Roberto Lordi

Roberto Lordi (Naples, 11 April 1894 – Rome, 24 March 1944) was Brigadier General of the Regia Aeronautica, Gold Medal of Military Valour Recipient and Martyr in the Fosse Ardeatine Massacre.


After attending the Nunziatella military academy , he fought in the First World War and was decorated with several Medals of Honor.

In 1923 served in the Italian Air Force in Libya where the first Military School of Parachuting of the Regia Aeronautica was built. He stayed in Africa from April 1929 till May 1933.[1] In these years Lordi took part to many pioneering and groundbreaking aeronautical events.

Military Mission to China

In 1933 he was sent to China[2] as the head of Italy's Air Mission to China and trainer of RoCaf (Republic of China Air Force) pilots when Galeazzo Ciano served as Italian Consul in Shanghai. Lordi gained full confidence of Chiang Kai-shek and he was appointed Chief of Staff of Chinese Air Force.

Working as a mediator between Italian companies which sold aircraft and Chinese government which bought them, he succeeded in having advantageous commissions for Italy that, however, were badly managed by Italy. Lordi decided to report these malfunctions and he was recalled to Italy at the age of only 42 years old. He was first committed to a psychiatric hospital and then forced into exile.[3]

General Silvio Scaroni succeeded Lordi as the head of the Mission but he had to face the dissatisfaction of the Shanghai's international community about Lordi's dismissal.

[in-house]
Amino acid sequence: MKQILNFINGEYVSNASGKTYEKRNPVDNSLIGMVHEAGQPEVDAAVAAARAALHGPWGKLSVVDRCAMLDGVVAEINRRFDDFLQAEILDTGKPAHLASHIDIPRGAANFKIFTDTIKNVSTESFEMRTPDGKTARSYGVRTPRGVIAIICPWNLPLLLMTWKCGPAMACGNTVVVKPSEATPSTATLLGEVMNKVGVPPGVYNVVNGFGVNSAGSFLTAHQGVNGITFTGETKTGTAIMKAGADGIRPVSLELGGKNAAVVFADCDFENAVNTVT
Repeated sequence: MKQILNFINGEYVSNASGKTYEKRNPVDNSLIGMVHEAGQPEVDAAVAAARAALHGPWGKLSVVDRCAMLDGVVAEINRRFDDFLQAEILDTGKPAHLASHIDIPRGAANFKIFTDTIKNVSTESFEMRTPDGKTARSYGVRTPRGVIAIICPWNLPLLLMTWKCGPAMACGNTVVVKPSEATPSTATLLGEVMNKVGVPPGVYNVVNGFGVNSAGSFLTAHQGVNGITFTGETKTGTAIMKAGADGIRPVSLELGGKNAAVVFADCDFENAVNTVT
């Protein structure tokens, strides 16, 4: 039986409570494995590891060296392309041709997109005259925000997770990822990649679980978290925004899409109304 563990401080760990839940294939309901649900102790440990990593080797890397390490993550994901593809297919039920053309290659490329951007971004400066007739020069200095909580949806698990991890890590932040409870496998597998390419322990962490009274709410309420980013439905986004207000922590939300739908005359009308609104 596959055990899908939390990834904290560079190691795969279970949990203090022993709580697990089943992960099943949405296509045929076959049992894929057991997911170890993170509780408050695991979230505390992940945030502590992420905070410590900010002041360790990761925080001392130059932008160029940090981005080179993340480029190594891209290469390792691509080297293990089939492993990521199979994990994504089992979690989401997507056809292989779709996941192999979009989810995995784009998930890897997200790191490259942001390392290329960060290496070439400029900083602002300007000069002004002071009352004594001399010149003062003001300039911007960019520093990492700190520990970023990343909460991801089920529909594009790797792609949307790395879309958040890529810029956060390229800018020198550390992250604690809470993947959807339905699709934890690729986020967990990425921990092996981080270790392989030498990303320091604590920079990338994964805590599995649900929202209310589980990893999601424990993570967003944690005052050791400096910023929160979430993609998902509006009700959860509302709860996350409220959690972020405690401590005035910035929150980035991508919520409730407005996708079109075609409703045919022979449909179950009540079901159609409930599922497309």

Resistance During World War II

In October 1943 he fought in the "Italian Resistance Movement" and on 17 January 1944 was arrested by German Army and held in Nazi prison located in Via Tasso (Rome) where political opponents were tortured.

After one month of detention and tortures, he was executed in the "Fosse Ardeatine Massacre".[4]


  1. R. Chiarvetto; A. Menardi Noguera; M. Soffiantini. (2015). In volo su Zerzura. Roma: Edizioni Rivista Aeronautica. p. 290. ISBN 9788888180199.
  2. Young, Arthur Nichols (1971). China's Nation-building Effort, 1927–1937: The Financial and Economic Record. Stanford (Calif.): Hoover Institution Press. p. 354. ISBN 9780817910419.
  3. Portelli, Alessandro (1999). L'ordine è già stato eseguito: Roma, le Fosse Ardeatine, la memoria. Roma: Donzelli. p. 169.
  4. Tuena, Filippo (1999). Tutti i sognatori. Roma: Fazi. p. 170.

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